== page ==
Oficialios administracinės doktrinos reikšmė konstitucinei normų patikrai ir oficialiai konstitucinei doktrinai
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The Lithuanian legal science has not so far thoroughly considered the issue of whether the Constitutional Court is empowered under the Constitution to be not only an interpreter of the Constitution, but also such a “sovereign” interpreter of laws (as well as other acts) passed by the Seimas, decrees of the President of the Republic or government resolutions, which is not bound by the doctrine of administrative courts (or those of general jurisdiction) on the concept of the content of such laws, decrees or resolutions. It is possible both to justify and to criticise the fact that acts of the Constitutional Court do not normally indicate (directly) the administrative doctrine formed by the Supreme Administrative Court of Lithuania. The Constitutional Court (as such), separated from the courts applying to it, does not constitute an independent system of justice. The administrative doctrine created by administrative courts is very significant for the constitutional verification of norms and should more be used (reflected) in the Constitutional Court’s rulings. One should take into consideration the fact that the official administrative jurisprudence is created not only by the Supreme Administrative Court of Lithuania that considers administrative cases, but also by the Constitutional Court. The latter does so when, in constitutional justice cases, it performs the construction of the provisions of a particular (investigated or parallel) law or legal act of lower legal force categorised as belonging to the system of administrative law. If this is done on the grounds (in the context) of provisions of the Constitution, a mixed (dualistic) constitutional-administrative doctrine is formed. It is correspondingly (but not necessarily unconditionally) binding on courts. Only such interpretations formulated by the Constitutional Court should be binding without reservations on administrative courts and courts of general jurisdiction, which contain a statement that a different understanding of the legal regulation (to a certain extent) would mean the conflict of the law, consolidating (including) such a regulation, with the Constitution (so-called “constitutionally comfortable” interpretations of laws). In the context of a dialogue between courts, the journalistic and political science criticism regarding their arguments, i.e., quasi-jurisprudence, is correspondingly important. Even though, from the point of view of methodology, it is chaotic and, therefore, may not be an alternative to the judicial jurisprudence, however, it could be related (compared) with the critical studies of legal scientists, thus, it should not categorically be rejected (depreciated) as devoid of any conceptual value or as posing a threat to courts. A wider political-legal discourse could be significant for the particularisation (development) of the constitutional and administrative doctrine.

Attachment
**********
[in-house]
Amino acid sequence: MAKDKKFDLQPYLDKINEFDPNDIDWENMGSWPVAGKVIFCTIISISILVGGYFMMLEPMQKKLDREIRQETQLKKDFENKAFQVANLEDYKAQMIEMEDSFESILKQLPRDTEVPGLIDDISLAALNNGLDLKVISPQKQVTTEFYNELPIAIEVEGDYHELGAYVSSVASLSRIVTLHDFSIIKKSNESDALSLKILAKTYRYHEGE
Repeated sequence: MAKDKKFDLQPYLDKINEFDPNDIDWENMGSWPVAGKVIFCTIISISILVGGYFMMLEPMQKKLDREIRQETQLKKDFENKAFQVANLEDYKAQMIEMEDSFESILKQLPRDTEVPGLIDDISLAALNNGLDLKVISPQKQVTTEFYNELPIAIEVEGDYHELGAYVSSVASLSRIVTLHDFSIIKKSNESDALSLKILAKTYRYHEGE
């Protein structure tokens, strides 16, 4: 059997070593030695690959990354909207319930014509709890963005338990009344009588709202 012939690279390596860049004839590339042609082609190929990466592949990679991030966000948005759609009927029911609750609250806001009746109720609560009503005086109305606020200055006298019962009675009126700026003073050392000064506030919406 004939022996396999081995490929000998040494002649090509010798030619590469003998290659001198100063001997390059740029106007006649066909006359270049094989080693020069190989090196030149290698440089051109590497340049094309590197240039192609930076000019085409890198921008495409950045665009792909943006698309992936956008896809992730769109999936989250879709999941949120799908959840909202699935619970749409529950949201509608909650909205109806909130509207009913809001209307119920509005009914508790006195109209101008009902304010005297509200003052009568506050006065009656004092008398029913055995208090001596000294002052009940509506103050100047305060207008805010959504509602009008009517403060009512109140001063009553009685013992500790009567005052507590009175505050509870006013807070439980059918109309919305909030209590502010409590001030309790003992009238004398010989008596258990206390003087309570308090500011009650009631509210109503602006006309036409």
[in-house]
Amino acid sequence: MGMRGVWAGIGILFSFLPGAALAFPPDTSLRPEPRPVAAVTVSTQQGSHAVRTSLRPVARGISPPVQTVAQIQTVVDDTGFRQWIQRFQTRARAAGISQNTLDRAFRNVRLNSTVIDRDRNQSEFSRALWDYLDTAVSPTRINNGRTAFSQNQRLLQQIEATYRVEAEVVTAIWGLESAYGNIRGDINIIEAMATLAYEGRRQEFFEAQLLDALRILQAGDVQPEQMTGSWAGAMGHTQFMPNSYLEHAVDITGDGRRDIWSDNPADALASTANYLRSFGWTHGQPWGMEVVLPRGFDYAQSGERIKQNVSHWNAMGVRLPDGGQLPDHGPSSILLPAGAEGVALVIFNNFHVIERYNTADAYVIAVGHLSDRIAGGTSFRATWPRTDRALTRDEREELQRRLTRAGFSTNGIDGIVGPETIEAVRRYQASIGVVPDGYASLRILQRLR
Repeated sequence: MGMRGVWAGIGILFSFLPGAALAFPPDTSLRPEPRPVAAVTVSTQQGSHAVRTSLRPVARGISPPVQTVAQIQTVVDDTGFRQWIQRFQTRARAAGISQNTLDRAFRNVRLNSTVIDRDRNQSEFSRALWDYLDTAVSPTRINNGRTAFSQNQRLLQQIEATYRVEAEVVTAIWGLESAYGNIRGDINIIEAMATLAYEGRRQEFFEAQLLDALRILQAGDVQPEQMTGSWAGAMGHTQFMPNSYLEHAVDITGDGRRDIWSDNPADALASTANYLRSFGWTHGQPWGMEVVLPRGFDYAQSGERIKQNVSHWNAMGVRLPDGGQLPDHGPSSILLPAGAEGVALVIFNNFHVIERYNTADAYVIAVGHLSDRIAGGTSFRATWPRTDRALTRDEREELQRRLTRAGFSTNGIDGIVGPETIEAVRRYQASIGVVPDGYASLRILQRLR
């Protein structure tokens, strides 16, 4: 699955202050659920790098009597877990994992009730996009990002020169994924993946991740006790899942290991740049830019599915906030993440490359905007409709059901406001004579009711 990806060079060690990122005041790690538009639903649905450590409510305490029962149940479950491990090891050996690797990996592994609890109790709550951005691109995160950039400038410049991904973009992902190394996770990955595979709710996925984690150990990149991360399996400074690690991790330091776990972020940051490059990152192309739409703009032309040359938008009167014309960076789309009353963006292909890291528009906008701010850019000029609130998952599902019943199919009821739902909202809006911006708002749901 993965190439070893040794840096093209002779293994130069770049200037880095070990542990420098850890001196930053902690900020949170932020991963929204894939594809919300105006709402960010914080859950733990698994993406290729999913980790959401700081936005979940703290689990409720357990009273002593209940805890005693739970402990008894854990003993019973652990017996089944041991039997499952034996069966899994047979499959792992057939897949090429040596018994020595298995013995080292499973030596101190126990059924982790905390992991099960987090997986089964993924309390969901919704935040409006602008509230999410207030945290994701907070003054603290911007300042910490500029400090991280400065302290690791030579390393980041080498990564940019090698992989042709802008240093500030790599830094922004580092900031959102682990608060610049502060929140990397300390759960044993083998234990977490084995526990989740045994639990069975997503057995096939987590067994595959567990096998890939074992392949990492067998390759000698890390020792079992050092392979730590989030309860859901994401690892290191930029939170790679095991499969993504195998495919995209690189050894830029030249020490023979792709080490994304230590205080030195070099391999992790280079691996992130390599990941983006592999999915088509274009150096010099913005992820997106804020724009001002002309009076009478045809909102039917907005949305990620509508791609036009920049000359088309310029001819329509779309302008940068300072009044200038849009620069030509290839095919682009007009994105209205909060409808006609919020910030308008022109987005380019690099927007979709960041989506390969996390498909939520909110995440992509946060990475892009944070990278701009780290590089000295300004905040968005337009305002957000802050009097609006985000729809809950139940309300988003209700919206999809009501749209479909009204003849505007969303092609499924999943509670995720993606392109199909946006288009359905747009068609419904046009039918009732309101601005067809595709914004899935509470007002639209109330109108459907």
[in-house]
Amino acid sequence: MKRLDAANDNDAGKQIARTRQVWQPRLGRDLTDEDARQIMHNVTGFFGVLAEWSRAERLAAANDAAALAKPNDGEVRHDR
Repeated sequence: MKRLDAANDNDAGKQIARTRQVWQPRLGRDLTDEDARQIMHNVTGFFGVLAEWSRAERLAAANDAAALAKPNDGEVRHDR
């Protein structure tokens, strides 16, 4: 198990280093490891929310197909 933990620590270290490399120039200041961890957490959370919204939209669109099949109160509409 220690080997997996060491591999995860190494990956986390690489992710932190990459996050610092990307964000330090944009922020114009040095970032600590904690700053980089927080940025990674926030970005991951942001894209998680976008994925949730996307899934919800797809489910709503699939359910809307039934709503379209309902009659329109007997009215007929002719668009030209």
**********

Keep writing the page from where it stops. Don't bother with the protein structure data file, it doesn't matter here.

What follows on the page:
- Straipsniai / Articles